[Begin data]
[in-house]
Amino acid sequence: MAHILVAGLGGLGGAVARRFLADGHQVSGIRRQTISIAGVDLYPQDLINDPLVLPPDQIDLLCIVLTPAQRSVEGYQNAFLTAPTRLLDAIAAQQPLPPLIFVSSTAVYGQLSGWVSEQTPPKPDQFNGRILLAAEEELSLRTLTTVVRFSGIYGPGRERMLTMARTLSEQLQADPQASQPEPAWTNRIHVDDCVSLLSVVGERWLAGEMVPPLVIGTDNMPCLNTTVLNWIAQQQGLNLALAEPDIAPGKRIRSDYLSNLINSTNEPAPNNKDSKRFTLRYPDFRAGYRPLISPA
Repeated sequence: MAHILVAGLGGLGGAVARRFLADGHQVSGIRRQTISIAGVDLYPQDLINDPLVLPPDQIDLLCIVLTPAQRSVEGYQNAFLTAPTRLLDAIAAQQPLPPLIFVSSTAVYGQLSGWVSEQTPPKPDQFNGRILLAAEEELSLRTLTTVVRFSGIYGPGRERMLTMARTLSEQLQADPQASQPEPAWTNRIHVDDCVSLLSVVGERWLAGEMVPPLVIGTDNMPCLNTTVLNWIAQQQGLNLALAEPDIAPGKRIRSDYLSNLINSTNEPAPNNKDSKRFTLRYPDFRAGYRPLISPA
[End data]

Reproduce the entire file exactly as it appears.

[in-house]
Amino acid sequence: MAHILVAGLGGLGGAVARRFLADGHQVSGIRRQTISIAGVDLYPQDLINDPLVLPPDQIDLLCIVLTPAQRSVEGYQNAFLTAPTRLLDAIAAQQPLPPLIFVSSTAVYGQLSGWVSEQTPPKPDQFNGRILLAAEEELSLRTLTTVVRFSGIYGPGRERMLTMARTLSEQLQADPQASQPEPAWTNRIHVDDCVSLLSVVGERWLAGEMVPPLVIGTDNMPCLNTTVLNWIAQQQGLNLALAEPDIAPGKRIRSDYLSNLINSTNEPAPNNKDSKRFTLRYPDFRAGYRPLISPA
Repeated sequence: MAHILVAGLGGLGGAVARRFLADGHQVSGIRRQTISIAGVDLYPQDLINDPLVLPPDQIDLLCIVLTPAQRSVEGYQNAFLTAPTRLLDAIAAQQPLPPLIFVSSTAVYGQLSGWVSEQTPPKPDQFNGRILLAAEEELSLRTLTTVVRFSGIYGPGRERMLTMARTLSEQLQADPQASQPEPAWTNRIHVDDCVSLLSVVGERWLAGEMVPPLVIGTDNMPCLNTTVLNWIAQQQGLNLALAEPDIAPGKRIRSDYLSNLINSTNEPAPNNKDSKRFTLRYPDFRAGYRPLISPA